Hi Alister, I have been reading your blog for quite a while now. I find it quite insightful and engaging.
I wanted to get your opinion on a question (rather observation) I have after doing BDD on few projects as a tester.
If testing is acceptance driven/BDD, then all of the business rules are captured in acceptance criteria in stories and then in feature files when they are automated. Does this makes test cases redundant? Are they actually needed anymore?
In terms of traceability, a feature file clearly maps to a story and hence a business requirement so unless there is a legal requirement to have test cases documented by the client, I feel test cases to be a redundant effort, unless I am missing something. Very interested to hear your experience/thoughts on this.
My short answer is yes, test cases are redundant.
My long answer is also yes, here’s why:
Ideally I think every software system should aim to have no (zero) manual regression testing, that is you can do a software release and be confident you haven’t introduced any regressions. This isn’t 100% test coverage: this often isn’t practical, zero manual regression is having (just) enough automated tests for you to not have to do any manual regression testing. You still have to manually test new features of course, it’s the existing ones you don’t need to worry about.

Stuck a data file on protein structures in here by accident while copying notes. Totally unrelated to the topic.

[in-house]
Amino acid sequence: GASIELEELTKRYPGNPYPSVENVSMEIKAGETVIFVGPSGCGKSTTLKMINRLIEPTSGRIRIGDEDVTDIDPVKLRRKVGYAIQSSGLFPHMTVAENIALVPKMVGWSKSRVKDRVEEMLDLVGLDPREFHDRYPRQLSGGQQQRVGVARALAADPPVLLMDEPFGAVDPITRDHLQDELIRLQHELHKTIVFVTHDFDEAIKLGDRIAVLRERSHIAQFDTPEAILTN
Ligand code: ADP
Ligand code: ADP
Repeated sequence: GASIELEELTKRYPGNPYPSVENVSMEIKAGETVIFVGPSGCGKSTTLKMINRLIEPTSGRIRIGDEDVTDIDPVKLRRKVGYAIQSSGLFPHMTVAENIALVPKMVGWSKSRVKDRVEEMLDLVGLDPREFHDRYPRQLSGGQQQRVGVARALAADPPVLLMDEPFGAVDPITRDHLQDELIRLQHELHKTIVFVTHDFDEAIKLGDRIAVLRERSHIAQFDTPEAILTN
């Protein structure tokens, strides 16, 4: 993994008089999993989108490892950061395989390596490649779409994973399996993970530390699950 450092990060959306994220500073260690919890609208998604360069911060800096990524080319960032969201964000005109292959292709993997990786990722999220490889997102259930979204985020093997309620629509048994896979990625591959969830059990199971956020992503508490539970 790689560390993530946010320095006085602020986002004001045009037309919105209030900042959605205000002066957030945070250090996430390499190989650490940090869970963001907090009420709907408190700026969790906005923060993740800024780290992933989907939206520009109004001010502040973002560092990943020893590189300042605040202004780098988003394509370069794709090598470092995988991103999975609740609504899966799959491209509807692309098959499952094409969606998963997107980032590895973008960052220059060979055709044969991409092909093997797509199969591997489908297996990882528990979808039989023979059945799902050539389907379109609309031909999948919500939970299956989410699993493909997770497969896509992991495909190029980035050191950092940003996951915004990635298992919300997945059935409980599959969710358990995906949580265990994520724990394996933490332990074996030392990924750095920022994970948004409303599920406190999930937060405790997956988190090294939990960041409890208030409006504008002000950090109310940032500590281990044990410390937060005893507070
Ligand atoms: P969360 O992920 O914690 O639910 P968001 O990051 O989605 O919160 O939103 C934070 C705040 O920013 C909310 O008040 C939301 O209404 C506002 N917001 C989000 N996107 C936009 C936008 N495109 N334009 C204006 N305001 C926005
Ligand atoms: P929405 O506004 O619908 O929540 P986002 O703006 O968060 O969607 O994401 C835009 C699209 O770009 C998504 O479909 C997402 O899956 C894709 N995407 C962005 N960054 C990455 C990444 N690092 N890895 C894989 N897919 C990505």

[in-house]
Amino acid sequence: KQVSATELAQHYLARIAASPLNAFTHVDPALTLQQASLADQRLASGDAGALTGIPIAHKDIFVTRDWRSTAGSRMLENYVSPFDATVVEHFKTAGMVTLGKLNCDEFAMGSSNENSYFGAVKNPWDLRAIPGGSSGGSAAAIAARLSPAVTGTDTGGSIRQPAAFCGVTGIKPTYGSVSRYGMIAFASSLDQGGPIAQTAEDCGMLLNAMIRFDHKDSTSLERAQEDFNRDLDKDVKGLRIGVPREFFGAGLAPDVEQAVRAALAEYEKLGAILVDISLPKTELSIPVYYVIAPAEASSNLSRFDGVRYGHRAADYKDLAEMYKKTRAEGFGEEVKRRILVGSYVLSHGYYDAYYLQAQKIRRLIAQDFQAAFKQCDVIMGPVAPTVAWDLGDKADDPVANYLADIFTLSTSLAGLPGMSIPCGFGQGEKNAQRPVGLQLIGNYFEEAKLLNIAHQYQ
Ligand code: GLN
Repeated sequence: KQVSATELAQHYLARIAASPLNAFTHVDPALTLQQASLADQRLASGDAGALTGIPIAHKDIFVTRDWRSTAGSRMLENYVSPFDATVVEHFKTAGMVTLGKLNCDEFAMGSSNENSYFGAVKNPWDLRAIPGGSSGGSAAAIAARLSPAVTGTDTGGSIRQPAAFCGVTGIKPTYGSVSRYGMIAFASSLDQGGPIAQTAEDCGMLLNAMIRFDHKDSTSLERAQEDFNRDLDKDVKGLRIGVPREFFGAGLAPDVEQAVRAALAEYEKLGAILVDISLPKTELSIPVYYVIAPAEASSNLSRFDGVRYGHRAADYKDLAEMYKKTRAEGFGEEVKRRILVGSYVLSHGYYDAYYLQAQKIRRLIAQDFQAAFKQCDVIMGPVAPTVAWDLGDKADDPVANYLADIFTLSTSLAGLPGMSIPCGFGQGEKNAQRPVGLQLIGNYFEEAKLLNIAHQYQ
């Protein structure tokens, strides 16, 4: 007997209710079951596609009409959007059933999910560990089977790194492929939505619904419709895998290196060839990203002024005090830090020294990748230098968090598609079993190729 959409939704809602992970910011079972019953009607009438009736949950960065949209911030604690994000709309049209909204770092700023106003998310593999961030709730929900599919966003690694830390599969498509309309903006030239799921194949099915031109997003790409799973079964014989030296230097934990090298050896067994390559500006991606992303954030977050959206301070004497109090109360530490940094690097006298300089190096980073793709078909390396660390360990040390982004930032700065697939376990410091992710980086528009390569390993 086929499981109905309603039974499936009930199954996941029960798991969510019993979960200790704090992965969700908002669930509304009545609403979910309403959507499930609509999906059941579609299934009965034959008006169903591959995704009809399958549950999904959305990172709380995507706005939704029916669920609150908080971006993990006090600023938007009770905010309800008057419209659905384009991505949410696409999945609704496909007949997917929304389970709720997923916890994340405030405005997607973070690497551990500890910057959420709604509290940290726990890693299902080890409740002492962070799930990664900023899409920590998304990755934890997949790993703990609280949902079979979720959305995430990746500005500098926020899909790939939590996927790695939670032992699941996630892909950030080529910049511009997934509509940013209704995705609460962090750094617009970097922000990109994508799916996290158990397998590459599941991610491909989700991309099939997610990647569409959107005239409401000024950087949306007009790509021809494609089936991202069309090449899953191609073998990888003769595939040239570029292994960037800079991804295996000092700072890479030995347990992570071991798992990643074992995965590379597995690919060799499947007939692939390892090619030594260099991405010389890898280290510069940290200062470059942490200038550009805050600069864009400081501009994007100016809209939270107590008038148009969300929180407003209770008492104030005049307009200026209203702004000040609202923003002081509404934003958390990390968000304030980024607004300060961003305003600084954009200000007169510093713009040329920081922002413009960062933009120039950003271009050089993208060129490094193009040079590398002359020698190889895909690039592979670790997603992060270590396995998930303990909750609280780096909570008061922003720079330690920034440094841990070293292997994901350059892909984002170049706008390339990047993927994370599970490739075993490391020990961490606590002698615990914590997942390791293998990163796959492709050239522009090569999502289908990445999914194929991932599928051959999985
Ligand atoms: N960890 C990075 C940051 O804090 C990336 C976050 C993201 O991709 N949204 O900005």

When you’re in this situation, there’s no need to have manual test cases, since your automated tests act as living executable specifications of your system, and manual test cases would be redundant.
But what about new functionality? In a continuous delivery model, there’s no time to write manual test cases then execute them, and this is pointless anyway as they won’t live on past that user story which will have automated tests developed alongside it, so I typically test against the acceptance criteria defined for a user story (hopefully in collaboration with you), and add notes to a user story to show what other edge cases I envisioned and what I uncovered during story testing.
I have found having this level of documentation is more than enough even for the audit-heavy environments, as I have found auditors prefer to see automated test results against every build, then a pile of test cases in excel spreadsheets that are out of date.